|The Bronte Parsonage|
The Bronte family are perhaps one of the most outstanding literary families of all times. The sentimental myths that have grown around them and their lives since Mrs Elisabeth Gaskell published her famous, though somewhat biased biography , can now be perceived with more honesty through the work of modern biographers with more material to hand and less prejudice in favour of Charlotte. Yet none of the fascination is lost for having a spotlight turned upon the darker corners. We can still read such works as Emily Bronte's Wuthering Heights, Charlotte's Jane Eyre and Anne's The Tenant of Wildfell Hall and ask ourselves, as did their contemporaries, how on earth did these three young women, living fairly sheltered and parochial lives in a little Yorkshire town, write such passionate and feeling masterpieces. I invite you to look at this from a Jungian psychological perspective in which we explore the animus figure of these women.
This was a family with a literary soul. Patrick Brunty, their father, came from a labouring family in Ireland and changed his name to Bronte as a young man. He achieved a great deal, studied theology at St. John's College, Cambridge, receiving his BA in 1806 and eventually was given the living at a small Church in Howarth, Yorkshire. Patrick wrote varied articles and books on serious topics and encouraged his children to read literature and talk politics with him. He wasn't the Victorian ogre painted by Gaskell but neither was he a tender or demonstrative father. He left the child rearing to his wife's spinster sister, Lizzie, who came from Cornwall during the fatal illness of his wife, Maria Bronte, in order to care for his six children. This wasn't at all strange for the times; men seldom had much to do with their children. And certainly the children saw little of him for Patrick Bronte preferred to be left alone in his study, writing poetry, articles, organising sermons and other parish matters. There is no doubt that he was so wrapped in his own activities that he lacked sensitive care and attention to their welfare. He meant well enough when he sent his eldest two girls, Elizabeth and Maria, to Cowan Bridge School (an institution that was to be made famous by Charlotte as the dreaded Lowood). They were not wealthy and thus the girls needed an education in order to survive later in life as there was no guarantee they would marry. However, the Clergy Daughters School was poorly run at the time, the food so bad that the children ate little. First Maria died of consumption followed by Elizabeth shortly after. It seemed to take Patrick some time to realise he would lose all his girls. His first daughter, Maria, was said to be precocious beyond her ten years and with a brilliant imagination; we can only speculate about the books she too might have written.he bitterly mourned her loss.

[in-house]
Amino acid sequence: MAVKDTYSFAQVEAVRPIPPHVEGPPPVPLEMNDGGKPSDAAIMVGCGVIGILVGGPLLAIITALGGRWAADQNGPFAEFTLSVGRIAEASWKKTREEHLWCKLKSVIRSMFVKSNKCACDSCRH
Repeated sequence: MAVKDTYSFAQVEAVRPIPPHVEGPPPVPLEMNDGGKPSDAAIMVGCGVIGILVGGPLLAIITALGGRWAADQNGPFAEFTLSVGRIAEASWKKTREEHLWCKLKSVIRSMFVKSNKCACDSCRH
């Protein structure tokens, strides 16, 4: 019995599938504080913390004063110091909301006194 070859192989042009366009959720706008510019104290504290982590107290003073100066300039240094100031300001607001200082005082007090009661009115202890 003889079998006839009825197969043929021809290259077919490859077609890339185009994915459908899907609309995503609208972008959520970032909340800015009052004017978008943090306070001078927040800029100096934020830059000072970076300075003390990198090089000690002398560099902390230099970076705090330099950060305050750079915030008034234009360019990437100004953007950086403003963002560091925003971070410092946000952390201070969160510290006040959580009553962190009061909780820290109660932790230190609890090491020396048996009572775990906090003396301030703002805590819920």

Patrick hastily brought back Emily and Charlotte from Cowan Bridge and thus the remaining four children were educated at home. Branwell, Charlotte, Emily and Anne were now left to create their own amusements and entertainments and read extensively thanks to their father's liberality and encouragement, writing vast reams of material in their childhood, making up journals and tiny little books in which they recorded the adventures of their imaginary as well as heroes and heroines who were surprisingly sophisticated and worldly.
But in the main the characters in their imaginative play reflected inner characters, portions of their own nature brought to life. There is an emotional intensity to their work from an early age. Later we still see this intensity mixed with a down to earth Yorkshire quality which makes the male characters of the Bronte stories deeply fascinating for men and women alike. They are real and yet unreal, passionate, insistent, wild and in the case of Heathcliffe, untamed